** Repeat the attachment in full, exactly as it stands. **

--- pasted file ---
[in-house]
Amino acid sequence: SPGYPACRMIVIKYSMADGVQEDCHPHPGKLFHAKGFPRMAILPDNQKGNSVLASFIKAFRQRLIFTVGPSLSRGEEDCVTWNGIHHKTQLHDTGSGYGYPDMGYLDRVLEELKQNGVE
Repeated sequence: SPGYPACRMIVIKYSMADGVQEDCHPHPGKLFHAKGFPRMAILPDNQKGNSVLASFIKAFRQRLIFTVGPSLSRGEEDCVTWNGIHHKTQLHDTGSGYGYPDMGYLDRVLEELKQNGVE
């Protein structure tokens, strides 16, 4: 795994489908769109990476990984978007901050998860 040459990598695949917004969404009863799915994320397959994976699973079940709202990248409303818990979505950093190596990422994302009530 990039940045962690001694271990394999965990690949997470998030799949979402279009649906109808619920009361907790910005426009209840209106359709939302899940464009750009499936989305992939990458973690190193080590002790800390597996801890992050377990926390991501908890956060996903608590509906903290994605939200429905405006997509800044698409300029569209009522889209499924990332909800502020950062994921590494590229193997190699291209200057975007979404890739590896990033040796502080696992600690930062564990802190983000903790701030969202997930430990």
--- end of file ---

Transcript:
[in-house]
Amino acid sequence: SPGYPACRMIVIKYSMADGVQEDCHPHPGKLFHAKGFPRMAILPDNQKGNSVLASFIKAFRQRLIFTVGPSLSRGEEDCVTWNGIHHKTQLHDTGSGYGYPDMGYLDRVLEELKQNGVE
Repeated sequence: SPGYPACRMIVIKYSMADGVQEDCHPHPGKLFHAKGFPRMAILPDNQKGNSVLASFIKAFRQRLIFTVGPSLSRGEEDCVTWNGIHHKTQLHDTGSGYGYPDMGYLDRVLEELKQNGVE
């Protein structure tokens, strides 16, 4: 795994489908769109990476990984978007901050998860 040459990598695949917004969404009863799915994320397959994976699973079940709202990248409303818990979505950093190596990422994302009530 990039940045962690001694271990394999965990690949997470998030799949979402279009649906109808619920009361907790910005426009209840209106359709939302899940464009750009499936989305992939990458973690190193080590002790800390597996801890992050377990926390991501908890956060996903608590509906903290994605939200429905405006997509800044698409300029569209009522889209499924990332909800502020950062994921590494590229193997190699291209200057975007979404890739590896990033040796502080696992600690930062564990802190983000903790701030969202997930430990």